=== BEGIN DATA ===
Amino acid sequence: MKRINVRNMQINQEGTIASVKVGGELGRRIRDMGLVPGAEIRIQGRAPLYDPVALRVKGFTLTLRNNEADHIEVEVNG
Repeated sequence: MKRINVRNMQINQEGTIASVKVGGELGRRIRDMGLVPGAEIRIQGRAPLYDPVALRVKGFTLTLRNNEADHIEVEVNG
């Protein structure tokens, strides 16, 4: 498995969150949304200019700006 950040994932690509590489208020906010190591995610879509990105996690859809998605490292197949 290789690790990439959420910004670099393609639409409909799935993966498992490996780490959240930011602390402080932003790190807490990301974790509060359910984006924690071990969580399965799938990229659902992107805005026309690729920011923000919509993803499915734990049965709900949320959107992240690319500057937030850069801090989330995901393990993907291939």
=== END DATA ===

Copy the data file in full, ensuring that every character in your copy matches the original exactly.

Amino acid sequence: MKRINVRNMQINQEGTIASVKVGGELGRRIRDMGLVPGAEIRIQGRAPLYDPVALRVKGFTLTLRNNEADHIEVEVNG
Repeated sequence: MKRINVRNMQINQEGTIASVKVGGELGRRIRDMGLVPGAEIRIQGRAPLYDPVALRVKGFTLTLRNNEADHIEVEVNG
């Protein structure tokens, strides 16, 4: 498995969150949304200019700006 950040994932690509590489208020906010190591995610879509990105996690859809998605490292197949 290789690790990439959420910004670099393609639409409909799935993966498992490996780490959240930011602390402080932003790190807490990301974790509060359910984006924690071990969580399965799938990229659902992107805005026309690729920011923000919509993803499915734990049965709900949320959107992240690319500057937030850069801090989330995901393990993907291939």